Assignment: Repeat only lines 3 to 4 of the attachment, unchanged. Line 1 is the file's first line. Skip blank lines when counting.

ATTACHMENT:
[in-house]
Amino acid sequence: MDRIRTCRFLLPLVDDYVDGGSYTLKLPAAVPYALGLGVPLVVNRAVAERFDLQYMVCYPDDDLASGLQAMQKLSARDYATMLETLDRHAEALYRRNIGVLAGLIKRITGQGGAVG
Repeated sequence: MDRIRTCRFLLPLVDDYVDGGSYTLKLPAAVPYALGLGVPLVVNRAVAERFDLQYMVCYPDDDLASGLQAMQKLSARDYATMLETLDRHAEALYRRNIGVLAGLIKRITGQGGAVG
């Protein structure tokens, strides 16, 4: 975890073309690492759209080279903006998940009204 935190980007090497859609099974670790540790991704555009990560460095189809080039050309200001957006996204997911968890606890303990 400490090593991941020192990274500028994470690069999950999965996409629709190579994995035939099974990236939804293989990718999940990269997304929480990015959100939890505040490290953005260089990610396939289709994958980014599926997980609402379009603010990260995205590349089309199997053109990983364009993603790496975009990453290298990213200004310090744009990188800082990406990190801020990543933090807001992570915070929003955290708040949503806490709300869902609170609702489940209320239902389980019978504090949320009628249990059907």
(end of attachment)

Repeated sequence: MDRIRTCRFLLPLVDDYVDGGSYTLKLPAAVPYALGLGVPLVVNRAVAERFDLQYMVCYPDDDLASGLQAMQKLSARDYATMLETLDRHAEALYRRNIGVLAGLIKRITGQGGAVG
């Protein structure tokens, strides 16, 4: 975890073309690492759209080279903006998940009204 935190980007090497859609099974670790540790991704555009990560460095189809080039050309200001957006996204997911968890606890303990 400490090593991941020192990274500028994470690069999950999965996409629709190579994995035939099974990236939804293989990718999940990269997304929480990015959100939890505040490290953005260089990610396939289709994958980014599926997980609402379009603010990260995205590349089309199997053109990983364009993603790496975009990453290298990213200004310090744009990188800082990406990190801020990543933090807001992570915070929003955290708040949503806490709300869902609170609702489940209320239902389980019978504090949320009628249990059907």